...and I am reminded that Zoë Kravitz has a much talent acting as her father has singing - which, if you know me, means she has none at all. But this isn't about my hate for the Kravitz family and how they should've been placed in a bunker before the plagued the world with their mediocrity. This is about the semi- to full-on abomination that is X-Men: First Class.
I walked into this film with a dirty slate, so this might be my fault. It wasn't hinted that the film was a reboot of the franchise that contains three films and a prequel. All arrows, in fact, pointed that this film was just another prequel. However, the timeline is off greatly. If Stryker held a younger Emma Frost hostage in Wolverine, how is it she's an adult in this film - presuming that Professor Xavier aided in her rescue at the end of the film. And how is it that Sebastian Shaw is dead when he appears in X2? Let's not mention that Scott Summer's brother is featured in this movie without any hint of him being in the X-Men before - let's not even get to the fact that Alexander is younger than Scott.
When you consider these anomalies, you'd have to jump into the conclusion that the film is none other than a reboot of the franchise. It has to be. Only, it's not. It recycles the opening scene of X-Men as young Erik and his family are split up by the Nazis. It repeats Erik's attempt to open the gate with his mutant powers. Everything about the beginning of that film is repeated in the beginning of this film. So...it's not a reboot. It's a prequel. Well, apparently the writers of this film didn't bother watching the first four so that these inaccuracies wouldn't exist.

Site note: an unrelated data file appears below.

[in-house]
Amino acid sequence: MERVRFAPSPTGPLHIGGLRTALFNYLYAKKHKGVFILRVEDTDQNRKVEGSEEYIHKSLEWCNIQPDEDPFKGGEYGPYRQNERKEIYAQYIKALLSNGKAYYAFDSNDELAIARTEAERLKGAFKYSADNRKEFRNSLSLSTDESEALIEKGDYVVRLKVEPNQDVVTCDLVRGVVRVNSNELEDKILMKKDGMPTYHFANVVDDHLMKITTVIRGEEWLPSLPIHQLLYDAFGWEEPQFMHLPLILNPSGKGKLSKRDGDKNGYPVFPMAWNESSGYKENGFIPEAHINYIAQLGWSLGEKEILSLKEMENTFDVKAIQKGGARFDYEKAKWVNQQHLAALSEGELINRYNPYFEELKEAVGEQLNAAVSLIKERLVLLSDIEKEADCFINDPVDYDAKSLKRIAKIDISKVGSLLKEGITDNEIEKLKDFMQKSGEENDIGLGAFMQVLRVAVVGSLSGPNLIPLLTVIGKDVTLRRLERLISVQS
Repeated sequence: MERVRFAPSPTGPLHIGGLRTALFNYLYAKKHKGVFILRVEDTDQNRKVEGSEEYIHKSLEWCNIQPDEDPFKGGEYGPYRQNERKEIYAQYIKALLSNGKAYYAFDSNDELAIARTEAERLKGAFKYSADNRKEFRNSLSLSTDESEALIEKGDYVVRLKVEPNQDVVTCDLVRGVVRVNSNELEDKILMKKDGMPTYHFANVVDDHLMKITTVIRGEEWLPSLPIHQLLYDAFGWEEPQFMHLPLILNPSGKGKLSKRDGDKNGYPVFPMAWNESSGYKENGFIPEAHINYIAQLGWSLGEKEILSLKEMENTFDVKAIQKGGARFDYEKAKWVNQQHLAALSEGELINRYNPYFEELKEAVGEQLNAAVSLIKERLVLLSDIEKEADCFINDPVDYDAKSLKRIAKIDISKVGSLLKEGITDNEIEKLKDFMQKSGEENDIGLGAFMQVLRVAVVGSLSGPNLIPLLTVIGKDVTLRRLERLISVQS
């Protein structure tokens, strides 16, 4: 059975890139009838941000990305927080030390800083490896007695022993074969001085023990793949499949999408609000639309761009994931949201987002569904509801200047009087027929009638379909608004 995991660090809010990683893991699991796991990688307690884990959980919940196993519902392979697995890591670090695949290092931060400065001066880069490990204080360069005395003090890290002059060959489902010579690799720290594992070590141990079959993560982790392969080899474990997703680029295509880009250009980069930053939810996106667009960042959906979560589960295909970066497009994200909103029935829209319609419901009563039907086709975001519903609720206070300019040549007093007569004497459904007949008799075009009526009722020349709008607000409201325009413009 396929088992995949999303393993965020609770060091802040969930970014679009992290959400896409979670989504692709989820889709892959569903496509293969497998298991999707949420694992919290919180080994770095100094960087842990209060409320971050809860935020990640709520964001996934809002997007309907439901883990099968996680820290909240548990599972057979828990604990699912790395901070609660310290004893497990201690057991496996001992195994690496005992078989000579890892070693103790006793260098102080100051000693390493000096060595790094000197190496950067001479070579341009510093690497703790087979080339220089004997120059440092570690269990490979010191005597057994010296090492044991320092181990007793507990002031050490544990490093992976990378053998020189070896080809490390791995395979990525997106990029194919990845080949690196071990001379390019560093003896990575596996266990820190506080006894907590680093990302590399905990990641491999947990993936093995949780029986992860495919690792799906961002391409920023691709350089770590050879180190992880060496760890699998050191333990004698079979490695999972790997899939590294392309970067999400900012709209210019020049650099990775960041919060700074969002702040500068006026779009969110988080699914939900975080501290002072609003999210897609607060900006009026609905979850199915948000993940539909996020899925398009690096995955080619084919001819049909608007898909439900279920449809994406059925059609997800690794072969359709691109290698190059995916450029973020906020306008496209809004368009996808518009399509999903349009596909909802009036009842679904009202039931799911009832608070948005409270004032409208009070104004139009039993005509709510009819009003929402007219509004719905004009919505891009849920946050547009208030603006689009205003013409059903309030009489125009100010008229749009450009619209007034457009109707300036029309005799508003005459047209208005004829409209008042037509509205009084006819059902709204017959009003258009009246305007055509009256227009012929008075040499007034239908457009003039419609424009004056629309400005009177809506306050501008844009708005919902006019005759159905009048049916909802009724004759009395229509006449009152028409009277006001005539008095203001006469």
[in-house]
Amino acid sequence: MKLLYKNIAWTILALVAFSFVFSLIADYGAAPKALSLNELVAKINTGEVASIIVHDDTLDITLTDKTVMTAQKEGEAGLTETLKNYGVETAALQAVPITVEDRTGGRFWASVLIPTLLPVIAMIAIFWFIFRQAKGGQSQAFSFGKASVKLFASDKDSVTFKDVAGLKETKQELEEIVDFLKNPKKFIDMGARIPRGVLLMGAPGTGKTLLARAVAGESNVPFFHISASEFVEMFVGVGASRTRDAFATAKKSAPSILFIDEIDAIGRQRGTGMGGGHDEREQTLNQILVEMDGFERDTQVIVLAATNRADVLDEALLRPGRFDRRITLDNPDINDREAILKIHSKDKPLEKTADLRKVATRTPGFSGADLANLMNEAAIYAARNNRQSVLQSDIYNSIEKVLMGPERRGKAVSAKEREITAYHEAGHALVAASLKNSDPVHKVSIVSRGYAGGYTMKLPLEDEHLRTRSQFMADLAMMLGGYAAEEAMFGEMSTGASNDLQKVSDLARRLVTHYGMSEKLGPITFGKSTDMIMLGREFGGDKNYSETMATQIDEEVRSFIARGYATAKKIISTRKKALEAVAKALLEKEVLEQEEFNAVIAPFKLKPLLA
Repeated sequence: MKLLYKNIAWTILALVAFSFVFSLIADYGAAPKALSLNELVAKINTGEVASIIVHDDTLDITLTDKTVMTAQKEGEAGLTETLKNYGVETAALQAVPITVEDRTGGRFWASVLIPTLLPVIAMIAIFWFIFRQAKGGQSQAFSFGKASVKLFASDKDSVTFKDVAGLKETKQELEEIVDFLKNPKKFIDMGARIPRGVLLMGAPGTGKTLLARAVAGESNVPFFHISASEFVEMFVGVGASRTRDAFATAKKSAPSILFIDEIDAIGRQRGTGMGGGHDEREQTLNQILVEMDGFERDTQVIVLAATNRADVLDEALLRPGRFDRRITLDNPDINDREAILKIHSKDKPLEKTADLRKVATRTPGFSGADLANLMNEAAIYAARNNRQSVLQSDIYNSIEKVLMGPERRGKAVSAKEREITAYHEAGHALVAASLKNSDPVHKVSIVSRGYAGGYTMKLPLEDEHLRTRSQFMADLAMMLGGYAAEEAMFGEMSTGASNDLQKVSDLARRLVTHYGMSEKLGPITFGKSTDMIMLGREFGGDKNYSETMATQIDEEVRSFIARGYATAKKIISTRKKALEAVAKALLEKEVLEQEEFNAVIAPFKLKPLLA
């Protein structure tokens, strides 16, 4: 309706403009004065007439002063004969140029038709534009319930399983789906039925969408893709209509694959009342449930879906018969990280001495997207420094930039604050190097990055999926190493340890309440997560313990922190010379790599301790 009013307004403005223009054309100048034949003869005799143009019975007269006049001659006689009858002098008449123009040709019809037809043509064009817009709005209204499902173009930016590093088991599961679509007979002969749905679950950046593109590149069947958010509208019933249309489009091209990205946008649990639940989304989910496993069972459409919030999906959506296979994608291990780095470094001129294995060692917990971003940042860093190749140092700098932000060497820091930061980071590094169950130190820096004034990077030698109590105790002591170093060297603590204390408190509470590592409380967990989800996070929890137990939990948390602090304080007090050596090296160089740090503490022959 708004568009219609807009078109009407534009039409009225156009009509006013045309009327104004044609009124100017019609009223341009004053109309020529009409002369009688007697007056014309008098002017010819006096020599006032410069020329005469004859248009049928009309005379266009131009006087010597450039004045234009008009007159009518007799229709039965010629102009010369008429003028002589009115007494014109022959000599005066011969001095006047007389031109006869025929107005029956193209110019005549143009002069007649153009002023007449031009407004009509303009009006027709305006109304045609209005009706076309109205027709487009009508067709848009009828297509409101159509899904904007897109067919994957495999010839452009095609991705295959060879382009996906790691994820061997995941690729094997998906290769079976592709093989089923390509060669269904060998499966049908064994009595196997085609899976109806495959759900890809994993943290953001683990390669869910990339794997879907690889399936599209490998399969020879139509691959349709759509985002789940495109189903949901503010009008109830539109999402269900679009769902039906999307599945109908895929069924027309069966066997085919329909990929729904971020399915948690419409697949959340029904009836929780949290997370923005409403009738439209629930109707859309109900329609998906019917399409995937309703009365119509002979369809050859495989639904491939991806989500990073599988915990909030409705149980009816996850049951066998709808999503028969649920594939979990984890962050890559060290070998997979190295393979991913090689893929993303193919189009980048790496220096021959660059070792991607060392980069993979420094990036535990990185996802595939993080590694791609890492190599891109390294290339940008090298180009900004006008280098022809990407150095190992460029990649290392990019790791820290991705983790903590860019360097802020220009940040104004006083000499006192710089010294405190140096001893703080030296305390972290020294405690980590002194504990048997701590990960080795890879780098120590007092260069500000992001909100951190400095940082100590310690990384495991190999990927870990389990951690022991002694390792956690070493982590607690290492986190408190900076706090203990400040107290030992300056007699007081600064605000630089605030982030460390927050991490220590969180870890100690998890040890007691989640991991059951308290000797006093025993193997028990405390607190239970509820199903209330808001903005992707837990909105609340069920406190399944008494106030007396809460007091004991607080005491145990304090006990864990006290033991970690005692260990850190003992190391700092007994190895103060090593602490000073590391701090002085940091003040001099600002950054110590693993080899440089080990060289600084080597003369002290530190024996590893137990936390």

The film is painful to watch at times. The build up takes too long and when it finally arrives, it's over as quickly as a prom night rendezvous. Despite its best efforts, X-Men: First Class doesn't bring anything new to the table - it's just a film about things we already picked up watching the first three movies. And that's all I gotta say about that. Until next time, keep on huntin'.